Back in the day when most of us were little kids, playgrounds largely consisted of swing-sets, teeter-totters, some monkey bars, and maybe a metal slide or two, along with the requisite basketball hoops and tetherball set-up.
Since then, playground equipment has come a very long way—gone are the colorless pieces of welded metal set up in merciless black asphalt. Kids today get to play on all kinds of cool, interactive equipment, and if they happen to take a spill, chances are their fall will be broken by several inches of industrial-grade foam padding instead of concrete or pea-gravel.
Starting in the 1980s, playground equipment began to shift away from plain metal and asphalt to the more colorful, user-friendly options you see on the market today.
“The play equipment we grew up on (50 and older) started to be phased out when ‘Play Structures’ were developed in the mid-1980s,” says George J. Herberger, CPSI, the vice president of Ben Shaffer & Associates, a Lake Hopatcong-based company that represents manufacturers of park and playground equipment. “Asphalt surfacing was phased out in the early 1990s due to falls on the surface being the most common cause of injuries on playgrounds, approximately 70 percent.”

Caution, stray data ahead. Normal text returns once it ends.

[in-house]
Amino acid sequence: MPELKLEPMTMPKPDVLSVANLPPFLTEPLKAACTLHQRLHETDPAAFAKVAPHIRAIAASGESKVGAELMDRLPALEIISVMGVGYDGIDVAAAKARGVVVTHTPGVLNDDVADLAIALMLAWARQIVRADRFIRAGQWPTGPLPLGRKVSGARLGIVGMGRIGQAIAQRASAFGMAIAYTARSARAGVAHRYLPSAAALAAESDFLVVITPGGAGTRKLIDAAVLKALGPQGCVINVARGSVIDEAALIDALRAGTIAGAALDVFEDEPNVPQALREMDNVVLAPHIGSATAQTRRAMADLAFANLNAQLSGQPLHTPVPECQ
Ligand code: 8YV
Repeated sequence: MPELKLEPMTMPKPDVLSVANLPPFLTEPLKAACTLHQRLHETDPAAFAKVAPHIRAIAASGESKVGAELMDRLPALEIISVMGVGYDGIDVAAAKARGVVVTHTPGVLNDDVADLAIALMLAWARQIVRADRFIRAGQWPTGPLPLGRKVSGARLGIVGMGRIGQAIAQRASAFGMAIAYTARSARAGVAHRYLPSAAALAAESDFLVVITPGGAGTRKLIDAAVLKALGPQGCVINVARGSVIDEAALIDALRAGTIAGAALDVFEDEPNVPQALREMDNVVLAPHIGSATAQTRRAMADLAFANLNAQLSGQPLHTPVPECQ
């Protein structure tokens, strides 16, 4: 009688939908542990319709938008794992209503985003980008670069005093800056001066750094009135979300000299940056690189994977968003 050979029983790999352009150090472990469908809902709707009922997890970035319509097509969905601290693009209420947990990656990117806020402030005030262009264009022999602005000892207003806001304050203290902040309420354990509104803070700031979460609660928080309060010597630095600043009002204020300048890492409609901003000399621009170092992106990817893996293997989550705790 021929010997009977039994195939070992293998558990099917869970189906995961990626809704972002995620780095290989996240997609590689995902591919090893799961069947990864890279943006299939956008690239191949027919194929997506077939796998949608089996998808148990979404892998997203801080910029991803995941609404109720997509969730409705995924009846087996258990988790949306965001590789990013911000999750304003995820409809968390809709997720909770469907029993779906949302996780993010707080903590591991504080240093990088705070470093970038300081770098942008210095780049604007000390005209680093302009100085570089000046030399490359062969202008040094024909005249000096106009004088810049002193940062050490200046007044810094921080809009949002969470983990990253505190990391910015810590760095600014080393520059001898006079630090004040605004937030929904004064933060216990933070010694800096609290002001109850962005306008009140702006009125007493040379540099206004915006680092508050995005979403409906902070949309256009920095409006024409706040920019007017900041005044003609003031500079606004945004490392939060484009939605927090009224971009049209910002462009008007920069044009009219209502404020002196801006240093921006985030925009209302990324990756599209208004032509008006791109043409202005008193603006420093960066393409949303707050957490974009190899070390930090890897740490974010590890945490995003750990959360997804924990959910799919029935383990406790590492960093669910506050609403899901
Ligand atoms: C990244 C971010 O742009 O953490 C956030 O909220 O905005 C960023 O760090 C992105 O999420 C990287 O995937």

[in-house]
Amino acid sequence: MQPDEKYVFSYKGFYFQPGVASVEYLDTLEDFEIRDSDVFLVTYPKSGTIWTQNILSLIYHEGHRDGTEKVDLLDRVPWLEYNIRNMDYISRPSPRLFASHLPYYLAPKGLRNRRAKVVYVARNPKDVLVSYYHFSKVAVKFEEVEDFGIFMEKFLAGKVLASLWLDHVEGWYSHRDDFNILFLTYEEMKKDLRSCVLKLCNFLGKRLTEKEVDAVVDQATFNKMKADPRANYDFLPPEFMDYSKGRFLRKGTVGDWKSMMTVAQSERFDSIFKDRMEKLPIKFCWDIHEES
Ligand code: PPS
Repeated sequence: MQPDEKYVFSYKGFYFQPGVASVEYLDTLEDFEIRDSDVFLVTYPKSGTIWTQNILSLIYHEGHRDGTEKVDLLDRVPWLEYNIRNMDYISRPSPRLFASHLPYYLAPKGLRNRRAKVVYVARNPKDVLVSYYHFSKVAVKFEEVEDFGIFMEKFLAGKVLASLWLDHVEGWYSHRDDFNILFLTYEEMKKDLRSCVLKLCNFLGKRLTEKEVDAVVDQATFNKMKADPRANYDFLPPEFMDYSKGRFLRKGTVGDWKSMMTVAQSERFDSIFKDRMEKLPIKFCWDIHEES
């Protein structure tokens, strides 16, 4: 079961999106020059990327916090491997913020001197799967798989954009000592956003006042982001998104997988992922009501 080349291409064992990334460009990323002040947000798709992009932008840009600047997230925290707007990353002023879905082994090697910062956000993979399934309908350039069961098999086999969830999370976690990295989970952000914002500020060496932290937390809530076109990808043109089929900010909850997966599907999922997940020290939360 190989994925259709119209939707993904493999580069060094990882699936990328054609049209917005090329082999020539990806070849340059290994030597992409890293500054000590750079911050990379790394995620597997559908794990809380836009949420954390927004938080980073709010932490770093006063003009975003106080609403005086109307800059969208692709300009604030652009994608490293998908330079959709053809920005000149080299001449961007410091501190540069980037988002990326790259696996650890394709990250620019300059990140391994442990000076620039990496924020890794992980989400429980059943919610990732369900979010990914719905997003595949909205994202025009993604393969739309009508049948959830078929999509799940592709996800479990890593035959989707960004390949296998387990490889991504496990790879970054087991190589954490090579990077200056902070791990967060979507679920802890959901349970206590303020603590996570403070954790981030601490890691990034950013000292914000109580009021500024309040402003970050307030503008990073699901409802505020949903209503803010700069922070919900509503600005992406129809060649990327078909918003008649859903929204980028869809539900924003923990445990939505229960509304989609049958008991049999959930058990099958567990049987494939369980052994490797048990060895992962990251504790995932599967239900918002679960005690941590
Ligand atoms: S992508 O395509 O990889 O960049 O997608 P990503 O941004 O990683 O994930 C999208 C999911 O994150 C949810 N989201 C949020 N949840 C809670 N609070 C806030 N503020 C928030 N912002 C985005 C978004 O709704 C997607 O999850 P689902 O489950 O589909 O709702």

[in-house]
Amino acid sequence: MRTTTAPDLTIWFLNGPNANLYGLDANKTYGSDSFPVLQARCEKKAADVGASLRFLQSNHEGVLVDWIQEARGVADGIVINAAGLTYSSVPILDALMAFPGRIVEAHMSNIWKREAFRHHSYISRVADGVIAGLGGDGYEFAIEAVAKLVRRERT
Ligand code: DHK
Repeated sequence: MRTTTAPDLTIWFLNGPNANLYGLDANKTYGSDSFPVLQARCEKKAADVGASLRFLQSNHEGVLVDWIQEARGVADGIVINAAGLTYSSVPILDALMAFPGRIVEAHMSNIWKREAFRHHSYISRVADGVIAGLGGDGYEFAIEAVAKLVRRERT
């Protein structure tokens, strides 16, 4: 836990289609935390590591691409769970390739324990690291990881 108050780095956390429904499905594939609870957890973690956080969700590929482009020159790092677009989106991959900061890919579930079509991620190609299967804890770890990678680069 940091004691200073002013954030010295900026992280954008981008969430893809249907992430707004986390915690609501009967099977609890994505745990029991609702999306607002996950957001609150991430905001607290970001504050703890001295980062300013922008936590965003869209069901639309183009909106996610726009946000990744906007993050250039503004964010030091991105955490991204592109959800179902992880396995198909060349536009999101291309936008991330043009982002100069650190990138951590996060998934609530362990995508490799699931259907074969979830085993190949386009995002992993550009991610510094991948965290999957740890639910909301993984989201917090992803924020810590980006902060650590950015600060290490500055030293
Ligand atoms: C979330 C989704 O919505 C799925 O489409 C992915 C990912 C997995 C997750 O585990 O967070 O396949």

Industry experts say that the concept of continuous play, plus advances in materials and technology in the 1980s and 1990s led to a huge expansion in opportunities for commercial playground equipment. Another major change occurred in 1981 when, in light of numerous playground injuries such as children falling off of teeter-totters, slides and monkey bars, led the Consumer Product Safety Commission (CPSC) to publish the first Handbook for Public Playground Safety, which was designed to provide guidelines for making playgrounds safer.